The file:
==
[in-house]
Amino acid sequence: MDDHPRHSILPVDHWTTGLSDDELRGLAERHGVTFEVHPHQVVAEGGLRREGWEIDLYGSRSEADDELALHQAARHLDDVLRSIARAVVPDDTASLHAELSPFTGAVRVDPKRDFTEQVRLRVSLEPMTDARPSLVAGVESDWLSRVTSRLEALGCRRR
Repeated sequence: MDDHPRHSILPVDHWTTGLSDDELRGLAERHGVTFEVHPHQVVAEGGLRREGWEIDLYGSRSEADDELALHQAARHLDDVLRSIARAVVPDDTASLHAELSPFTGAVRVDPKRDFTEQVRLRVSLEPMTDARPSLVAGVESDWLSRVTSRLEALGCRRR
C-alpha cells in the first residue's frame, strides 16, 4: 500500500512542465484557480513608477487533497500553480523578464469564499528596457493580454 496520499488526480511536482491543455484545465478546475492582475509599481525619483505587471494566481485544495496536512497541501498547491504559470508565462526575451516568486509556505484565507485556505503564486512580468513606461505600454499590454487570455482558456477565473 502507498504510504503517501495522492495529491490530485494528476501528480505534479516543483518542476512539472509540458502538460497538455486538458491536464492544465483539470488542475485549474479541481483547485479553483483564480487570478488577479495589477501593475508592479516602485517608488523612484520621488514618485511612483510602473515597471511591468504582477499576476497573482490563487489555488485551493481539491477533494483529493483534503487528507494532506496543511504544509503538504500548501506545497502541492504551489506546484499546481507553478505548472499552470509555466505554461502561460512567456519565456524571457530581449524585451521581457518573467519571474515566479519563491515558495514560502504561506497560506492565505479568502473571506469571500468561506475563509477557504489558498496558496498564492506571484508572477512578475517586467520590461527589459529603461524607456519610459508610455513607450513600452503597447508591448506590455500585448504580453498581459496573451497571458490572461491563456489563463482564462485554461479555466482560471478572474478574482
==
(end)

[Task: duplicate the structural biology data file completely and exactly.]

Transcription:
[in-house]
Amino acid sequence: MDDHPRHSILPVDHWTTGLSDDELRGLAERHGVTFEVHPHQVVAEGGLRREGWEIDLYGSRSEADDELALHQAARHLDDVLRSIARAVVPDDTASLHAELSPFTGAVRVDPKRDFTEQVRLRVSLEPMTDARPSLVAGVESDWLSRVTSRLEALGCRRR
Repeated sequence: MDDHPRHSILPVDHWTTGLSDDELRGLAERHGVTFEVHPHQVVAEGGLRREGWEIDLYGSRSEADDELALHQAARHLDDVLRSIARAVVPDDTASLHAELSPFTGAVRVDPKRDFTEQVRLRVSLEPMTDARPSLVAGVESDWLSRVTSRLEALGCRRR
C-alpha cells in the first residue's frame, strides 16, 4: 500500500512542465484557480513608477487533497500553480523578464469564499528596457493580454 496520499488526480511536482491543455484545465478546475492582475509599481525619483505587471494566481485544495496536512497541501498547491504559470508565462526575451516568486509556505484565507485556505503564486512580468513606461505600454499590454487570455482558456477565473 502507498504510504503517501495522492495529491490530485494528476501528480505534479516543483518542476512539472509540458502538460497538455486538458491536464492544465483539470488542475485549474479541481483547485479553483483564480487570478488577479495589477501593475508592479516602485517608488523612484520621488514618485511612483510602473515597471511591468504582477499576476497573482490563487489555488485551493481539491477533494483529493483534503487528507494532506496543511504544509503538504500548501506545497502541492504551489506546484499546481507553478505548472499552470509555466505554461502561460512567456519565456524571457530581449524585451521581457518573467519571474515566479519563491515558495514560502504561506497560506492565505479568502473571506469571500468561506475563509477557504489558498496558496498564492506571484508572477512578475517586467520590461527589459529603461524607456519610459508610455513607450513600452503597447508591448506590455500585448504580453498581459496573451497571458490572461491563456489563463482564462485554461479555466482560471478572474478574482